Half the problem, and half the solution


The UK's land-use system drives up housing prices. Though academics have been telling the government that for decades, apparently a few more MPs have just noticed this.  The question is whether they'll actually do something about it. At the moment, they seem to get about half of the problem, and half of the solution... hey, that's better than normal! Zoning restrictions and complicated bureaucracies drive up land prices. When supply is artificially restricted but demand increases, amazingly, prices go up! 

The problem is not simply the "stratified communities" or a lack of warm fuzzy feelings that these MPs seem to be concerned about. Land restrictions benefit exactly one group: wealthy homeowners.  Everyone else suffers the consequences, from the obvious (higher housing prices) to the subtle (higher food prices). There is a vast body of research that suggests that zoning laws redistribute wealth from the poor to the upper and upper-middle classes.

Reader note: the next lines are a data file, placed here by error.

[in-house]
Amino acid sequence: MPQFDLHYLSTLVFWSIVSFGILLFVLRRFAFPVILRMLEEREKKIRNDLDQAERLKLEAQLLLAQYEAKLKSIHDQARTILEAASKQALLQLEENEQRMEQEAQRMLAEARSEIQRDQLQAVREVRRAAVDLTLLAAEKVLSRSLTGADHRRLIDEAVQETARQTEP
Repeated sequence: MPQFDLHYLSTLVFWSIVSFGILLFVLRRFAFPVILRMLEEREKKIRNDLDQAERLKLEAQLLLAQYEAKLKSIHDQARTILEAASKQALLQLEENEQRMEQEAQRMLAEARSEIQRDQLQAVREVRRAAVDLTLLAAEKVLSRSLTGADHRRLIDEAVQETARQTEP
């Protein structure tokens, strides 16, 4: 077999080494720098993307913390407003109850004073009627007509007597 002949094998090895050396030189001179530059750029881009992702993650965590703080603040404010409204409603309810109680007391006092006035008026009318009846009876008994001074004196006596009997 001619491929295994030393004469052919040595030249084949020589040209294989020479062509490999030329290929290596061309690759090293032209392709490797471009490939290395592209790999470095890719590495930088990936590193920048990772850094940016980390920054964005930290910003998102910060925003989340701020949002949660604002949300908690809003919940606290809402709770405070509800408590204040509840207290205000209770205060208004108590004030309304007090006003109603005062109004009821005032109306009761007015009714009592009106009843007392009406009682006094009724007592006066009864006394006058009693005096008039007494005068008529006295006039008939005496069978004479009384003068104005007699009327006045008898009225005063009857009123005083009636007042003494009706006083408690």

At least politicians now realize where the solution lies: to reducing the barriers to production. But they aren't willing to go far enough. The government wants to continue to play social engineer in the attempt to artificially impose a sense of community onto towns by requiring that new homes be low-cost and sold only to local labourers. So they'll lift one layer of restriction, but create a whole new set of restrictions and bureaucratic processes for developers to deal with.

The economic impact of the lack of a real market in land in the UK is widespread. At the moment, I'm working on a paper that seeks a middle ground – a market-based solution that will give residents control over their own neighbourhoods but prevent them from imposing the costs of their preferences on the rest of society. In the meantime, any action that actually lifts the barriers to building affordable housing would be a welcome step.